When I think about the concept of original sin throughout history, Nazi Germany is one of the first periods that comes to mind. The Holocaust, for so many people, marks one of the darkest moments in human history. If ever there were a time to abandon the doctrine of original goodness, and cling to the doctrine of original sin, the Holocaust is that moment. The guilt experienced by Germans complicit in Holocaust is, in some ways, a parallel phenomenon to the experience of white guilt. Generations of Germans have had to grapple with the legacy of Nazi atrocities, just as Americans have had to grapple with the legacy of slavery. But it is also important to remember that there is no equivalence between these histories, as author Ta-Nehisi Coates has written. Nazi insignias were almost immediately outlawed in Germany following World War II, while Confederate flags are still raised brazenly throughout the states, flying above government buildings and etched into the stained glass of churches (Coates 2017).

While the Holocaust in Europe and slavery in America are by no means equivalent or interchangeable stories, they are both important touchpoints on matters of human dignity, human responsibility, and guilt. I had the opportunity to explore these connections firsthand that summer, when I travelled to Germany and Poland with a group of eleven other seminarians. Our interfaith group included two rabbis, but was mainly comprised of Christians from different denominations—Lutheran, Episcopalian, Roman Catholic, Baptist. Together, we confronted histories of the Holocaust, walking through the streets of Berlin and the dusty rubble of Auschwitz. Together, we considered how the ethical failing of so many people to respond to this crisis (including many Christians), compels us to consider our ethical responsibilities today, as people of faith.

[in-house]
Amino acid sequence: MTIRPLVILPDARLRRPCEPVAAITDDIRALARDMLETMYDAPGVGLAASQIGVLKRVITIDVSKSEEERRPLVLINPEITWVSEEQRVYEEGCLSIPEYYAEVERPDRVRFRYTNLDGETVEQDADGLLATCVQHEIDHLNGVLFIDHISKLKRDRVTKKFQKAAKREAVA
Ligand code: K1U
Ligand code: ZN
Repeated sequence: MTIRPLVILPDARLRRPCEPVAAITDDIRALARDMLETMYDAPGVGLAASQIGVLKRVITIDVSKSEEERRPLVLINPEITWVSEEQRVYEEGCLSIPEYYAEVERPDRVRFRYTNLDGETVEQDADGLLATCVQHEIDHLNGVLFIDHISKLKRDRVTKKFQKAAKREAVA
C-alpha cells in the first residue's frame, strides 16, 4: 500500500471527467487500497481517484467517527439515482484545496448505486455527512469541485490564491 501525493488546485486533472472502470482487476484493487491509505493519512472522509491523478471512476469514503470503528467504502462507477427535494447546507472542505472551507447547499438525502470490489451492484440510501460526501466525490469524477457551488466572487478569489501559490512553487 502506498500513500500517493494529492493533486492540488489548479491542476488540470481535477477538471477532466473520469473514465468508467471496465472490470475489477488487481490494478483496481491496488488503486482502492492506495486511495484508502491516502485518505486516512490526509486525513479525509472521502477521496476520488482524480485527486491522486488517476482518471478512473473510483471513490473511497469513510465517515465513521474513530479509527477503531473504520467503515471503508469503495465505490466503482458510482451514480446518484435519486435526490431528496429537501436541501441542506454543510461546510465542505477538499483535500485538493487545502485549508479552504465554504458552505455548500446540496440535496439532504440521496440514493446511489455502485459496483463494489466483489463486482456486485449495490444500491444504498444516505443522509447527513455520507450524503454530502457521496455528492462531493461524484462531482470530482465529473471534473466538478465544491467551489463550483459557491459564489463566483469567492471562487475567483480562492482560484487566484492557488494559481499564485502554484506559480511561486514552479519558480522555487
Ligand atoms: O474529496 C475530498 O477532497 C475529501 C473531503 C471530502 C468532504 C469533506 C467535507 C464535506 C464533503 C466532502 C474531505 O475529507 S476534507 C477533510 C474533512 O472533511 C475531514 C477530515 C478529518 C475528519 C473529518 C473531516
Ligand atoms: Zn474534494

The most powerful aspect of that trip, by far, was that we were not encouraged to identify, primarily, with the victims—which is often the case in young adult education programs and museums dedicated to Holocaust remembrance. Instead, we were told to imagine ourselves as the perpetrators.

It is almost unnatural to do this. We don’t want to see ourselves as the “bad guys,” the guilty ones. We would much rather ourselves as the heroes in the story. And if we can’t be the heroes, at least let us be the victims. Let us be the ones whom history regards with charity, sympathy, and a certain degree of awe for having survived so much.

Despite this natural resistance, I committed myself to the task at hand and walked through the gates of Auschwitz with heaviness in my heart. I told myself: I did this. Or, if I didn’t do this, I certainly could have done it. I could have been caught in this web of power that led many people to profit from the eviction of their Jewish neighbors, buying up cheap furniture and working blindly for the war effort. Or even worse, I could have been the one to denounce my neighbor. I could have been the one to type up their death certificate, sitting in a cushy office in a Polish town just miles away from the internment camps.

As I walked along the abandoned railroad that carried thousands of Jews to Auschwitz; as I walked around the ruins of gas chambers, and meadows that bear the traces of human remains; I found myself turning to my faith for some kind of solace—some way to understand. But the first prayer that came to my mind was a prayer of confession. In the silence of my heart I repeated, over and over again, the confession that we say each Sunday as part of our liturgy in the Episcopal Church:

Most merciful God, we confess that we have sinned against you in thought, word, and deed, by what we have done, and by what we have left undone. We have not loved you with our whole heart; we have not loved our neighbors as ourselves. We are truly sorry and we humbly repent. For the sake of your Son Jesus Christ, have mercy on us and forgive us; that we may delight in your will, and walk in your ways, to the glory of your Name. Amen.

For better and for worse, our churches are in the business of managing guilt. In some ways I’m really glad that this is the case. I look forward to the confession every Sunday, not because I enjoy being reminded of my guilt but because I need to be reminded of the ways that I am hurting God and other people around me. In the confession we balance out the doctrine of original goodness with the doctrine of original sin. We are invited to see ourselves as we truly are, the good parts and the bad.

Sometimes I wonder whether confession alone is good enough. Hannah Arendt, the Jewish philosopher and chronicler of Nazi trials after the Holocaust, speaks to this insufficiency. “Where all are guilty, no one is,” she states, “confessions of collective guilt are the best possible safeguard against the discovery of culprits, and the very magnitude of the crime the best excuse for doing nothing” (Arendt 1963, 163).